From Kitty Morse's: The Vegetarian Table: North Africa, p. 148

1 1/2 cup slivered almonds, toasted.

1 cup pitted dates, chopped

1 tablespoon orange flower water (Ah! This is how Seville smells, they say)

1 tablespoon honey

1/2 teaspoon ground cinnamon

1/2 cup shredded coconut (we used unsweetened)

Put half the almonds and dates into the blender and grind into a paste. Do the same with the other half. Transfer to a medium bowl. With your hands, blend in the orange flower water, honey and cinnamon. Shape into 1-inch balls. Roll them in coconut.

We found these cute miniature paper cups at Marukai, and we put the balls into those to chill overnight.

Were these hard to make? Not at all. But I would never have ventured them on my own. Silly, really. These, eaten with sweet mint tea and the end of the Seder meal, were a huge hit. Alas, none survived, and I'll have to make some more if I want to experience them again. Which I will, because now I know I can. Thanks be to Julia for laughing at my panic. Maybe I'll knit a sweater for her.

Stay tuned for details about the Seder entree...lamb tagine with a thousand spices!

Sludge morning

I hyped the heck out the oatmeal breakfast my kids would be eating this morning, since they can't have their normal breakfast cereal due to Pesach. (No bread or grains for seven days, according to tradition.) Brown sugar! Butter! Blueberries! Apples! And they were game for it, indeed. My daughter was particularly excited about getting to consume parentally-sanctioned sugar for breakfast.

Then I woke up a little later than planned, because Julia and I stayed up late making almond and date truffles for our Pesach spread tonight (but more on them later) and drinking wine.

Then I found I didn't have any brown sugar.

And no more apples.

Then I put too much water into the oatmeal...or something...because I am the bad home cook, remember, and I only just redeemed myself by cooking the hell out of it and hoping to boil off some of the excess water. My kids, hungry and irate already, cast me baleful looks, and I knew I would only be keeping them cooperative if I delivered the goods.

Luckily, I had good local honey from the Farmer's Market. (added bonus: In a bear, which is always more fun than a regular jar), and frozen blueberries. And bananas! And in the end, the kids were happy again.

Tonight's the seder. We've got lamb marinating in a hundred spices in the refrigerator as I write this. We have amazing almond and date truffles rolled in coconut that I can't quite believe we actually made. It's gonna be interesting. My only hope is that I get my traditional Passover Cosmo first, to ease me into my long night.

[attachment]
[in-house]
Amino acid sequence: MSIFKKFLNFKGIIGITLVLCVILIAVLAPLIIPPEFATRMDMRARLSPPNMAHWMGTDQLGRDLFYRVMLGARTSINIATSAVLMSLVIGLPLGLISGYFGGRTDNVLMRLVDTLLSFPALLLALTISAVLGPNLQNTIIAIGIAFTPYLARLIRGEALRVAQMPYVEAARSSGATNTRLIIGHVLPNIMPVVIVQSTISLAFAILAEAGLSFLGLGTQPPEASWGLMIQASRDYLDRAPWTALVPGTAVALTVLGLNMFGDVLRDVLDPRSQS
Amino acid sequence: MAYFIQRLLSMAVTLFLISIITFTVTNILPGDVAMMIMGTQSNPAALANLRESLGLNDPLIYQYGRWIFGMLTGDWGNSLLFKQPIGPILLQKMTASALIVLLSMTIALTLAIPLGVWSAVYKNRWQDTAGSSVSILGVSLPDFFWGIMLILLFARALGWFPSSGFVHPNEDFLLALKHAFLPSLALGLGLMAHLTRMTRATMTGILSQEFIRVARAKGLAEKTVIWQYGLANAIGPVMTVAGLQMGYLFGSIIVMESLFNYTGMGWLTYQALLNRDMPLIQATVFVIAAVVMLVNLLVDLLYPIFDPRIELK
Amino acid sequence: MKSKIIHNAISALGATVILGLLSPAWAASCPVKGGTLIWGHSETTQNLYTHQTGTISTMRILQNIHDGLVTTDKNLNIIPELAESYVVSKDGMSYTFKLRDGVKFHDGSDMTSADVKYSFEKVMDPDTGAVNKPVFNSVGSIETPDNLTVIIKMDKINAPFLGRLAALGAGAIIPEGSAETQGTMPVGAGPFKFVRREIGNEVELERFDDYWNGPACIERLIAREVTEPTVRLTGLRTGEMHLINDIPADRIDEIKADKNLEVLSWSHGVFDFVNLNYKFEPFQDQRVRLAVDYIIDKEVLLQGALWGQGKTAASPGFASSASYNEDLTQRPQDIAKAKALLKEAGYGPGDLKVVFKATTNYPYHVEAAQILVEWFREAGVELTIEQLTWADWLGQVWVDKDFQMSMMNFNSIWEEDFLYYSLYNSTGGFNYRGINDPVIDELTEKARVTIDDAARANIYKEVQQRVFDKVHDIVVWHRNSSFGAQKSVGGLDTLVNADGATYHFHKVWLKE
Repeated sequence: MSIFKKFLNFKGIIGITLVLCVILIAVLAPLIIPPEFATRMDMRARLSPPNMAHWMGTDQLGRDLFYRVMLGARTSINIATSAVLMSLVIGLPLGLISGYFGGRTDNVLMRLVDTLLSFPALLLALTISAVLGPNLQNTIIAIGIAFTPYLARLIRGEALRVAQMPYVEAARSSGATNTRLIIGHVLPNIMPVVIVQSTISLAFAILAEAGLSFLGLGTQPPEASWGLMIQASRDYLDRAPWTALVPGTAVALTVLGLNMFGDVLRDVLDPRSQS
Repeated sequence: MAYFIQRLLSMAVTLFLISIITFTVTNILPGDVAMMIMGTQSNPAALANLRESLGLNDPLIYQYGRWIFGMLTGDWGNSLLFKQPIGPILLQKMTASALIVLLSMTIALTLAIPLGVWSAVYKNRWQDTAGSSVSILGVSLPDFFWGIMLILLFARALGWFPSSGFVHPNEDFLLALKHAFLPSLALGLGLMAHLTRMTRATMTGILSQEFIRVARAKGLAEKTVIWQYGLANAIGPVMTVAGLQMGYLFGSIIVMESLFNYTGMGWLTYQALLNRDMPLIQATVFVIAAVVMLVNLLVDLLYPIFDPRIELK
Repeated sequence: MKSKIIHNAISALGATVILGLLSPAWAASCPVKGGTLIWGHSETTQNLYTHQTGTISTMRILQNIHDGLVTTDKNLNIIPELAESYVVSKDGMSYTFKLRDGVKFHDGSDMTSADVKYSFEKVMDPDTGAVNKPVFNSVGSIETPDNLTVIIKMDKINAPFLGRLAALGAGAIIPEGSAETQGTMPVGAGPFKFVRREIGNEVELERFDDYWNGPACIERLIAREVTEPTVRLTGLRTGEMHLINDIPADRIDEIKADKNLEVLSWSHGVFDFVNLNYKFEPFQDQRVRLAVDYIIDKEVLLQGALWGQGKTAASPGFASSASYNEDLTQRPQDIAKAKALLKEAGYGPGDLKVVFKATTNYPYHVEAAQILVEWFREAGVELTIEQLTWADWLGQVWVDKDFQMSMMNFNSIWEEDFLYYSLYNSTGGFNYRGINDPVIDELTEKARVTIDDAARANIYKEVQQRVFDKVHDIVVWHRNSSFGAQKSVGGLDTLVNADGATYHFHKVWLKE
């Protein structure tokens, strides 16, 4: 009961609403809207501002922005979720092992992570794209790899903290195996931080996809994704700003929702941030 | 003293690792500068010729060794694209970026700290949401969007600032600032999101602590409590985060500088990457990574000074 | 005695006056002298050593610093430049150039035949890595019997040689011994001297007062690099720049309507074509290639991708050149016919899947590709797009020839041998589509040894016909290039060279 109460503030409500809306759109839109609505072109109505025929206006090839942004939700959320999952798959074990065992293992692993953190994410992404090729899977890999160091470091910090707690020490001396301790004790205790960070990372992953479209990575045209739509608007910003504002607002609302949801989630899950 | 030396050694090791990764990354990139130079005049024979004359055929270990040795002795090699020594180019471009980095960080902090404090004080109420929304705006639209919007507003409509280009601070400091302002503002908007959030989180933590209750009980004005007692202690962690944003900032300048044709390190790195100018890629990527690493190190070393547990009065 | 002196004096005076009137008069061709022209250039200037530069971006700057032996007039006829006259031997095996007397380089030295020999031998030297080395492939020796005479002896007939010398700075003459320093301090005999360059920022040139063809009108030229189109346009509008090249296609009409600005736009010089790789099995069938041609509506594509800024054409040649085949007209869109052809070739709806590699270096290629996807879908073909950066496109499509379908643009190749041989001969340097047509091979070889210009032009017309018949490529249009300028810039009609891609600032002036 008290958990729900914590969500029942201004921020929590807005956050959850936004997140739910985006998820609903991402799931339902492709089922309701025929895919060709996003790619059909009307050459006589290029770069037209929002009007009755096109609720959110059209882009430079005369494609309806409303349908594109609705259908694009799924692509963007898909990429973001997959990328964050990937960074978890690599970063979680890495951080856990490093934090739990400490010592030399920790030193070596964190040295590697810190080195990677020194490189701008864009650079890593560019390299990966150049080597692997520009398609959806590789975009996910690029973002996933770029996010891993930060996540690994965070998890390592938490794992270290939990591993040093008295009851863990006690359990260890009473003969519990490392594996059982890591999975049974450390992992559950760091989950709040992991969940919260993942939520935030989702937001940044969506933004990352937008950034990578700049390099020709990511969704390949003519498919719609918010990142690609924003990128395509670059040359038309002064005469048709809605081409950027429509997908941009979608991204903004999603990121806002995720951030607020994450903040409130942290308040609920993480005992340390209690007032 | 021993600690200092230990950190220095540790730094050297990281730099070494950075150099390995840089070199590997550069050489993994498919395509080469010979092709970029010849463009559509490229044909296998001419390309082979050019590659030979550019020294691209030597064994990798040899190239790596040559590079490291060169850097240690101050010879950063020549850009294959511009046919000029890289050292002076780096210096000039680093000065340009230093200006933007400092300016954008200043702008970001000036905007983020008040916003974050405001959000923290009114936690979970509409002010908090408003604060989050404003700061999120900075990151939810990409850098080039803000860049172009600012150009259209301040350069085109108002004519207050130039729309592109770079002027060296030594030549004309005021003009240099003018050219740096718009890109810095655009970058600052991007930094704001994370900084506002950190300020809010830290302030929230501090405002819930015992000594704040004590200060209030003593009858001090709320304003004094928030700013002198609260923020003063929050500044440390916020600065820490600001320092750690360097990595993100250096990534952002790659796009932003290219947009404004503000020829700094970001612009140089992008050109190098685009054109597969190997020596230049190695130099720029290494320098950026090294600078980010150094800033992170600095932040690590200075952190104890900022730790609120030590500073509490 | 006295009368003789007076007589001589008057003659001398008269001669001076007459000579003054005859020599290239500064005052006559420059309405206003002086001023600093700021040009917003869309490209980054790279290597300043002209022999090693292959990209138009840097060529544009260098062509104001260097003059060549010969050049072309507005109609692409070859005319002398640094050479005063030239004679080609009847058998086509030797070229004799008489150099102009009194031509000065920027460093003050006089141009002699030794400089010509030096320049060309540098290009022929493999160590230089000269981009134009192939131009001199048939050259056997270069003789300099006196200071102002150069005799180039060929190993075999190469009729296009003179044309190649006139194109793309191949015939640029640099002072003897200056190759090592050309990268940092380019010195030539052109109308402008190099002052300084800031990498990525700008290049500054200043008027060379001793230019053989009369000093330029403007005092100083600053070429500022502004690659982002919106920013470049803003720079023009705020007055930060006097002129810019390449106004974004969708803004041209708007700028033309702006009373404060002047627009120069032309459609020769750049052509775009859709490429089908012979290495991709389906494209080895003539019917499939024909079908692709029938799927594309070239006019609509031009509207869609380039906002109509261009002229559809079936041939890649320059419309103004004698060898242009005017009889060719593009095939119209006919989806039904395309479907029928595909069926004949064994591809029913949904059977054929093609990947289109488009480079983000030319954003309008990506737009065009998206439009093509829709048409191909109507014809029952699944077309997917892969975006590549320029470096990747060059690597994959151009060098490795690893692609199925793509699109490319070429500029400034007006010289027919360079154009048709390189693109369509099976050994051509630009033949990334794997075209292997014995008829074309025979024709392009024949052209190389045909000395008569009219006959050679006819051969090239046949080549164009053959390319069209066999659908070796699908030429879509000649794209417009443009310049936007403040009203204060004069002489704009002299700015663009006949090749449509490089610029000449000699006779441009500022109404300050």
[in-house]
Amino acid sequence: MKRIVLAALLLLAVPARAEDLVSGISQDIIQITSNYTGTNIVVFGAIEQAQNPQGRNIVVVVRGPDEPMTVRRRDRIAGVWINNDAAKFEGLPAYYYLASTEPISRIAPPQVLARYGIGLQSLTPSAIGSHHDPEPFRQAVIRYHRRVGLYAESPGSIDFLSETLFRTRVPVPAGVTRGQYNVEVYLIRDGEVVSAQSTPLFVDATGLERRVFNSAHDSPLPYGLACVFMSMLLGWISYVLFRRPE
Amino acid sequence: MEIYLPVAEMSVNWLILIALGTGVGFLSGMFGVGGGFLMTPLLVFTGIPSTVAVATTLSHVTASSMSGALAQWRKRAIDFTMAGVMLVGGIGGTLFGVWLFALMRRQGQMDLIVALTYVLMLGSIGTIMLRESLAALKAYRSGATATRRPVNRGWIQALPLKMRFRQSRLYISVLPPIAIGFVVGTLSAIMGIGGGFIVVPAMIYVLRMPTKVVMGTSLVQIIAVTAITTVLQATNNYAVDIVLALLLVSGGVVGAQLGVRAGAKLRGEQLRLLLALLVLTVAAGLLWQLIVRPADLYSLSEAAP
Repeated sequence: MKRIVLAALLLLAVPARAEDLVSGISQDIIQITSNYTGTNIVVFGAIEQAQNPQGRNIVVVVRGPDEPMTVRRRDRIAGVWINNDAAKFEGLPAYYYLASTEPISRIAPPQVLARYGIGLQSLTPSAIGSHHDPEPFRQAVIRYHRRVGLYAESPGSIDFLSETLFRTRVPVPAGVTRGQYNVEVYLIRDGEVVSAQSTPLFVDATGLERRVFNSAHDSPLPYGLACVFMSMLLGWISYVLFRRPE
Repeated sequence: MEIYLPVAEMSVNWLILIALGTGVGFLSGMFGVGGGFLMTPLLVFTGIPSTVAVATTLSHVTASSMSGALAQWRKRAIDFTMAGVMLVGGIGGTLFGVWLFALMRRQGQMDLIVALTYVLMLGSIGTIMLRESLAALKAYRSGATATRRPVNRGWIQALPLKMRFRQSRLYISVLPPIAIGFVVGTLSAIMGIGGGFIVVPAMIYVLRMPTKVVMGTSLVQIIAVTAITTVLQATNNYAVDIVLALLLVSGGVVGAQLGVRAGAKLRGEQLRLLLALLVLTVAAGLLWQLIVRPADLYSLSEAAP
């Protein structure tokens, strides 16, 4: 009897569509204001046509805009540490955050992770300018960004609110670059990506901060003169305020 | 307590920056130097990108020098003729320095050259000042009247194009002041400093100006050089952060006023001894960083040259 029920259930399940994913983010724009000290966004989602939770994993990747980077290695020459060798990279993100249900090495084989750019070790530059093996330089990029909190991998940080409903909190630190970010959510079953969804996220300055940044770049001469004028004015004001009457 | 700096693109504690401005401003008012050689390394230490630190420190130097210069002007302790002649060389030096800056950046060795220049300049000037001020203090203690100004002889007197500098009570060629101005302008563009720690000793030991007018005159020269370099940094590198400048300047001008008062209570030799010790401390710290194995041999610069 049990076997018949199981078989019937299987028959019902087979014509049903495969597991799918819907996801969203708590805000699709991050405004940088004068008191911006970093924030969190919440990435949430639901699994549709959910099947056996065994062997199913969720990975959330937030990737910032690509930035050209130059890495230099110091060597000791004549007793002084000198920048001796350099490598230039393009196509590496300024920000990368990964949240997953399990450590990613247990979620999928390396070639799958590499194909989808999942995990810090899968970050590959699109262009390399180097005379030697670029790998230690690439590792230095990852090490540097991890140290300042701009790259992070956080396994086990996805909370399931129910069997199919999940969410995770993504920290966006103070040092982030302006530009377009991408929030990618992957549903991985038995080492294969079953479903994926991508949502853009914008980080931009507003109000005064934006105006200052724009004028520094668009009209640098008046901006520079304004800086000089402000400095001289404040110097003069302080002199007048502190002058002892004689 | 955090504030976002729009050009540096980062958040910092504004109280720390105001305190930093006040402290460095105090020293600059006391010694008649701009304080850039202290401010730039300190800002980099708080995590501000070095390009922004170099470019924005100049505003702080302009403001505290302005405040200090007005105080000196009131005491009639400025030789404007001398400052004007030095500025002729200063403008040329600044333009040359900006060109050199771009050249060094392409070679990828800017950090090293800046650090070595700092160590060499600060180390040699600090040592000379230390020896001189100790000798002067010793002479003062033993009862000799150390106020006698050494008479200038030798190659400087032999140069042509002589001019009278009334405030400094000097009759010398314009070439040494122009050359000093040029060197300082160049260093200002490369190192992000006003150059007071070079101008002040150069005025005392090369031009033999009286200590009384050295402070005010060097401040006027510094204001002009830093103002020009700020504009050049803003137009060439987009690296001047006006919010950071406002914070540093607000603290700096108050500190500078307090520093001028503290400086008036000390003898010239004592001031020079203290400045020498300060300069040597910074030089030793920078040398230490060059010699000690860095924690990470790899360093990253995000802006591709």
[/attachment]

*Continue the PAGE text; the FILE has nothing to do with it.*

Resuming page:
Stay tuned...

Sunday, April 01, 2007

Julie and Julia

In preparation for my second-night Seder, Julia and I visited the Santa Monica Farmer's Market. This final day of March was sunny and bright and not too hot -- the perfect day for spending several hours perusing organic vegetables and obscure greenery.

"Oh look," said Julia. "Ramps."

"Ramps?" I looked around for the wheelchair ramps, thinking to myself, how cool of Santa Monica to make sure our nation's disabled have full access to organic fruits and vegetables.

She pointed to a box of weeds. "No, ramps. These." She picked one up. It was thin, with long green leaves and an anemic white bulb at the end. Dirt still clung to its roots. It really did look like something I'd pull out of my flower garden. I've never heard of ramps before. But then I don't read my Gourmet magazine very closely.

The vendor smiled brightly. Surely these two women would be buying a nice supply of ramps, priced at only (cough) $16 a pound. They did have a powerful, peppery taste. Maybe we could incorporate these into our planned "bitter herb salad."

Julia and her daughter are staying with us for a few days, and she is the primary reason I'm going ahead with my insane plan of hosting a Pesach Seder for nine adults and seven children next week. She's a foodie who cooked for a Parisian family in Corsica for a few years in her '20s, and continues to live a bountiful, delicious life. She's a woman I can bounce my half-baked ideas off of, someone I can watch and learn from. Best of all, she's someone who can take all the stuff about to go over in my refrigerator and make something marvelous from it.

I got home today and she's cooking up a compote. "I'm making apple sauce out of those five apples that were about to go bad in your fruit dish," she says, maddeningly matter-of-factly.

"Thanks," I say. "And why is the oven on?"

"I'm roasting those beets you forgot about in the crisper."

Later on she sliced the beets and zested some lemon over them. I stood watching her in awe.

I'm so glad Julia is here. She makes my kitchen happy. We spent several hours last night pouring over my cookbooks, and we're gonna have a kick-ass Moroccan-style seder. We're gonna make a tagine! We're even gonna make date truffles. Stand back! It's going to be the kind of dinner party I've longed to have...which is to say, it will be a dinner party that will actually feature edible, nay, exceptional food. Because Julia is here to oversee.

We didn't buy any ramps in the end, because we figured such a gourmet ingredient would be lost on our audience. We did buy $10 worth of heirloom potatoes to roast, however, because they were colorful and presumably tasty, and because I figure that if I can utter, "These are roasted heirloom potatoes," then my transformation from bad home cook into sophisticated foodie will have begun.

Keep your fingers crossed.